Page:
It’s 2018 and the cultural burden on the parents of a girl to provide extravagant dowry to the groom’s family in many South Asian countries continue to exist and determine the well-being of women in their matrimonial homes.
It’s just unfortunate how the dowry culture, a pernicious social evil in various countries, continues to tag daughters as a liability on their parents who are in most cases forced to abide by the culturally sanctioned norm.
However, a latest study conducted in the University of Essex England highlighted the intensity of the situation.
The researchers have found out a bizarre link between the fluctuation in global gold prices and survival rates among girls in India.
As it turns out, apart from causing numerous domestic issues, the culture of dowry also significantly contributed to India’s skewed gender ratio.
It was revealed in the months when the gold prices went up, the girls born in the country were more likely to be aborted, suffer from stunted growth or die in the first month of their life.
According to the research, the parents were responding to the rising cost of gold by reducing the chances for their baby girl to survive.
A representative sample of more than 100,000 births was analyzed to conclude inflated gold prices were strongly co-related with improved survival chance for boys relative to girls.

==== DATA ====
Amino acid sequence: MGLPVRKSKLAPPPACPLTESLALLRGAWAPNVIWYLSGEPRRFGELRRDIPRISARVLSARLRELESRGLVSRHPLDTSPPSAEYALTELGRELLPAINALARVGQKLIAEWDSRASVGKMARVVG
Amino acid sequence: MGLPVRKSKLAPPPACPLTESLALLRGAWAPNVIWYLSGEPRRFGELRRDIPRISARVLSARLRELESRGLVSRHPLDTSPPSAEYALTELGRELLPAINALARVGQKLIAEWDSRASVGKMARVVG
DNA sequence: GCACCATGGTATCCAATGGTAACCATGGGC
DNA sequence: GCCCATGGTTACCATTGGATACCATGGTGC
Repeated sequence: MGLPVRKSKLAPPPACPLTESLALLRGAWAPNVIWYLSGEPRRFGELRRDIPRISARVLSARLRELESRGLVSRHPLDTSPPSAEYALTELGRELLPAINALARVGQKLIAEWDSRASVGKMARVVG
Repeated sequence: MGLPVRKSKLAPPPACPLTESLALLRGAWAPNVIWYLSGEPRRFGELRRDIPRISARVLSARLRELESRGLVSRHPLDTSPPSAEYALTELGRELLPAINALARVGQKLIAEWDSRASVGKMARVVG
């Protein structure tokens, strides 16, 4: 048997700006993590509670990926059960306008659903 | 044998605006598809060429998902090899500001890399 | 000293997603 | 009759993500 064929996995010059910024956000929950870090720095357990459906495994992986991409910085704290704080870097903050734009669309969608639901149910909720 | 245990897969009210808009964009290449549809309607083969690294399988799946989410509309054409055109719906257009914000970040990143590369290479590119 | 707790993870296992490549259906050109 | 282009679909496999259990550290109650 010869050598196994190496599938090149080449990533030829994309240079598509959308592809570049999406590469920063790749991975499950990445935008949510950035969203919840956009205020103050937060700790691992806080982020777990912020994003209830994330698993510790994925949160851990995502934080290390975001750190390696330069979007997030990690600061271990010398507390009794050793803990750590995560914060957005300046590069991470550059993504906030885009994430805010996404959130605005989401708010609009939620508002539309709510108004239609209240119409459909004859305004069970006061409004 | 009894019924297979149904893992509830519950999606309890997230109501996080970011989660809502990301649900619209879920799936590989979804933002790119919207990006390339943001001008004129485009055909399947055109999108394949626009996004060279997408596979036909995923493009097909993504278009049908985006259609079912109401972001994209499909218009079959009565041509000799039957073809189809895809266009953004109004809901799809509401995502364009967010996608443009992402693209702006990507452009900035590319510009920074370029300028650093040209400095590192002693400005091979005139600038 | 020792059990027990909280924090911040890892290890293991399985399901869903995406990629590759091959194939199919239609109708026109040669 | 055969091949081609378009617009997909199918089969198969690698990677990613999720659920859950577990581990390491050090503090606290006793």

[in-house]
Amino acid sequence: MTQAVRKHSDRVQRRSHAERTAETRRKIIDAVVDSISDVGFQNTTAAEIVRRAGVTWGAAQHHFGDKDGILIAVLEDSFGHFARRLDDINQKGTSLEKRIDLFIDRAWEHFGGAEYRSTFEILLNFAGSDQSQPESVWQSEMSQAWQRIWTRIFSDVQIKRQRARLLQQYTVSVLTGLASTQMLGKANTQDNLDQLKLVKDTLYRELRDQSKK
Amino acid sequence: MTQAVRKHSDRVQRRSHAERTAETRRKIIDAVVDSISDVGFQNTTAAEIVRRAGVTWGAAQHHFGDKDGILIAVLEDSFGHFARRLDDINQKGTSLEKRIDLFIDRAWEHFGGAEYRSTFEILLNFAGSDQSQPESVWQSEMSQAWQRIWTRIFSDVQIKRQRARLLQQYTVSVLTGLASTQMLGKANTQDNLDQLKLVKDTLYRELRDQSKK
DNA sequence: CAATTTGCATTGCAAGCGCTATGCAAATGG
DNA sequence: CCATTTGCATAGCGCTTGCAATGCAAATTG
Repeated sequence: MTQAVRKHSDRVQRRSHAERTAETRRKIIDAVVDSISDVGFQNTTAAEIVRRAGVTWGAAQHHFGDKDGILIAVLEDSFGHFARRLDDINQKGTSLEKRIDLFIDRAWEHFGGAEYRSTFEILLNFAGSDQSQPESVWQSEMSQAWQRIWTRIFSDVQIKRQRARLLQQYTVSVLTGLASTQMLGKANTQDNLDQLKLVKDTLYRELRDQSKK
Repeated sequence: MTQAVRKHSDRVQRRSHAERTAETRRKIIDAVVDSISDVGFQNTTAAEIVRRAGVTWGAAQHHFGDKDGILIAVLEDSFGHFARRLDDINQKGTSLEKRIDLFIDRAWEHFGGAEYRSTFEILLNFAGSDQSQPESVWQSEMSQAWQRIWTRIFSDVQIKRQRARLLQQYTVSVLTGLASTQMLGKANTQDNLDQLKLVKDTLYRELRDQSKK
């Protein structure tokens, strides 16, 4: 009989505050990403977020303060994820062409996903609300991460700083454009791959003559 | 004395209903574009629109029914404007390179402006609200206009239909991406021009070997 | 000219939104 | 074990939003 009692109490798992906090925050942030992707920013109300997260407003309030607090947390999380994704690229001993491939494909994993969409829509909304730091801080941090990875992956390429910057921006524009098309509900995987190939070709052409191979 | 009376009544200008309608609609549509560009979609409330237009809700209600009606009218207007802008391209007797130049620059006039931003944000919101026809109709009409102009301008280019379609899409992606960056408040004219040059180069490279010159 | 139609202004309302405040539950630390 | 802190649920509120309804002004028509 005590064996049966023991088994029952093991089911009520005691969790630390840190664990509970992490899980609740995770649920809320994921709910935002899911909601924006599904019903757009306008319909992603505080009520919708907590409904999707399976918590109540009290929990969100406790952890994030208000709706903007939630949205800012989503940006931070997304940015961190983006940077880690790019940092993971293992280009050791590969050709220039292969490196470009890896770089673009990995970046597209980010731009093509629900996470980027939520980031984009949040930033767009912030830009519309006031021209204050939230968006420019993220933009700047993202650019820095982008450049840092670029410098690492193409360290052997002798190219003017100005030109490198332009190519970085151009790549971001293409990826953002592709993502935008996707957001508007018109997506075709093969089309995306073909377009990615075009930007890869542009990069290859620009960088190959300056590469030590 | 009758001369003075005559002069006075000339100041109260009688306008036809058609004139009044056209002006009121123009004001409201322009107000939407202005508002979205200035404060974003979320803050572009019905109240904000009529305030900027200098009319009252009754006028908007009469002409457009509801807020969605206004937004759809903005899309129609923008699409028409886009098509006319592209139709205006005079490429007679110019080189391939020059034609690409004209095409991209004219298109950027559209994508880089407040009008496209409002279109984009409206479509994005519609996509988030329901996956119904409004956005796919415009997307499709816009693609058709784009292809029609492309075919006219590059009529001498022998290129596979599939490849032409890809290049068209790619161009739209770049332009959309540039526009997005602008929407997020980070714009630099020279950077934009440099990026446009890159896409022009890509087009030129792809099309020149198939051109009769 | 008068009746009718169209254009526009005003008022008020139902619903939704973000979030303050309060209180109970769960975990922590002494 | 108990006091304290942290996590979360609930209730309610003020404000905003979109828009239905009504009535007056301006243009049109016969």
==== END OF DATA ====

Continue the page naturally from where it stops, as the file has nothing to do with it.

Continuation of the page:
In fact, the study suggested between 1972 and 1985, a mere 1 percent increase in the gold price led to an additional 13,000 neo-natal deaths among girls each year.
However, that’s not it.
Parents who didn’t choose to abort their baby girls ended up neglecting their health, as the study found out women born at times of inflated gold prices had been deprived of key nutrients early in life.
According to a professor of economics at the University of Essex, Sonia Bhalotra, the behavior pattern began to change after 1985, when ultrasound scans became widely available.
“We find that parents are consistently ‘eliminating’ girls early in life, but the pattern is that this is done soon after birth before 1985, and while the girl is in the womb after 1985,” said Bhalotra.
An extra 33,000 “missing” female birthswere reported in 1985, after the global price of gold increased by a percent.
Though the sex determination is illegal in India, it is common for families to pay doctors for this service.
“There’s always an underground abortion clinic that will do it for you,” added Bhalotra.
However, apart from the sex-selective abortion, the social ill also inevitably gives rise to many other issues where the women have to go through tortures like divorce threats, physical harassment, violence, mental torture and even murder if her parents fail to meet her in-laws’ elaborate demands.
In fact, according to the National Crime Records Bureau, 7,634 women in India died in 2015 – 20 every day – in incidents related to dowry. This estimate included women who were either killed or felt compelled to take their own lives.
Though the payment of dowry is banned in the country since 1961, the practice continues to persist, despite government-sponsored programs incentivizing families to have daughters and promoting girls’ schooling.
The women’s status in the South Asian countries can only be improved if the system which literally puts a price tag on them, is discontinued. This way parents of daughters, instead of worrying about filling the pockets of in-laws, will invest in the girl’s education and health.
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